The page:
Theodore Voorhees: Kennedy and Khrushchev Play the Double Game Over Berlin and Cuba
This October, Monday Night Philosophy travels back six decades to two different October crises: the "Checkpoint Charlie" tank confrontation in Berlin in October 1961 and the Cuban Missile Crisis in October 1962. Join us for a virtual conversation with Theodore Voorhees, Jr., who used new as well as previously under-appreciated documentary evidence to link the Cuban Missile Crisis back to the Checkpoint Charlie tank standoff a year earlier, crafting an original analysis of these two Kennedy-Khrushchev political showdowns. Voorhees concludes that much of the Cold War rhetoric both leaders employed was mere posturing. In reality, neither had any intention of starting a nuclear war.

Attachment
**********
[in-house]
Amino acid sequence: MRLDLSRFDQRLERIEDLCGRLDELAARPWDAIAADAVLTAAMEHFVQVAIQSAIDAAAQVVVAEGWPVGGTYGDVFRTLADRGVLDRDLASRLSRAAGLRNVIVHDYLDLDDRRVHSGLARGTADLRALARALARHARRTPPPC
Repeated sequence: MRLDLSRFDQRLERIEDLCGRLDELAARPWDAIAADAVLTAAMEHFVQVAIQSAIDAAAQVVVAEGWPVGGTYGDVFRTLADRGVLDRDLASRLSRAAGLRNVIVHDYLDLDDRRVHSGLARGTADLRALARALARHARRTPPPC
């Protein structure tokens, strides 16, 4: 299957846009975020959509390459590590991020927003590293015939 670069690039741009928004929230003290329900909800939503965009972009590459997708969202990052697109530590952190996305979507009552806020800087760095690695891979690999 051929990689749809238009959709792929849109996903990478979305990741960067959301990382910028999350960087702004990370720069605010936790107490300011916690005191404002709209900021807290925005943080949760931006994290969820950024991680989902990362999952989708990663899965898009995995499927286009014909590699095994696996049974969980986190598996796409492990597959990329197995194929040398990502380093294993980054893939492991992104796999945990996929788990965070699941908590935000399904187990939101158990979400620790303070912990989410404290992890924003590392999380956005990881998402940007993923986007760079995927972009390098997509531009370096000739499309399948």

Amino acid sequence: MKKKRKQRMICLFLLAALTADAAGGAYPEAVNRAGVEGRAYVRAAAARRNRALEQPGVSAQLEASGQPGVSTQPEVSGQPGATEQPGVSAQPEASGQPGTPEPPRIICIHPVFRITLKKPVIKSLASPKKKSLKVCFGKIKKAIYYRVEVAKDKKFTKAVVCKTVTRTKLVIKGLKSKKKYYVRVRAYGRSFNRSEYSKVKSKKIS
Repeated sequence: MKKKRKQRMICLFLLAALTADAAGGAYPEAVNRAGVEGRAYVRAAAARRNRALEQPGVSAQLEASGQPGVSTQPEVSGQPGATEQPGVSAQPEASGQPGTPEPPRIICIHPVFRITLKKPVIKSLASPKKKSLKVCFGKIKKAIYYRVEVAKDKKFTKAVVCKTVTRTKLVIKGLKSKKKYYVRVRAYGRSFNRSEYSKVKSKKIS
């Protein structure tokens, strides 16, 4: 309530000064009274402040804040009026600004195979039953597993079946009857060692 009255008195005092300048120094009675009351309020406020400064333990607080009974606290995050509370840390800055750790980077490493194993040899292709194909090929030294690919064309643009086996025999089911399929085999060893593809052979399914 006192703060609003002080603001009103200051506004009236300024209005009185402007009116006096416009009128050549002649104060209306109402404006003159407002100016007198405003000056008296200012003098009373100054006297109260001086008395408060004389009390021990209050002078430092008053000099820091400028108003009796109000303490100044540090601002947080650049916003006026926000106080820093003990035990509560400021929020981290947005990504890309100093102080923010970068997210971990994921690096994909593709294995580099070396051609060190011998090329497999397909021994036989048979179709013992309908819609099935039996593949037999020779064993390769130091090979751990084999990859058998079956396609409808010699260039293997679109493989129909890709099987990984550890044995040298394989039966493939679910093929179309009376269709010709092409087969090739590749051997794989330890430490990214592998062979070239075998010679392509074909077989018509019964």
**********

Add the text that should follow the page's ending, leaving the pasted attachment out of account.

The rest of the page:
Voorhees also reexamines Khrushchev’s and Kennedy’s leadership, decisions and rhetoric in light of the under-appreciated role that domestic politics played in President Kennedy’s decision-making, initially exacerbating the risks the country faced, but ultimately producing a quick, peaceful resolution to the Cuban Missile Crisis.
Theodore Voorhees, Jr.
Senior Counsel, Covington & Burling LLP; Author, The Silent Guns of Two Octobers: Kennedy and Khrushchev Play the Double Game
In Conversation With George Hammond
Author, Conversations With Socrates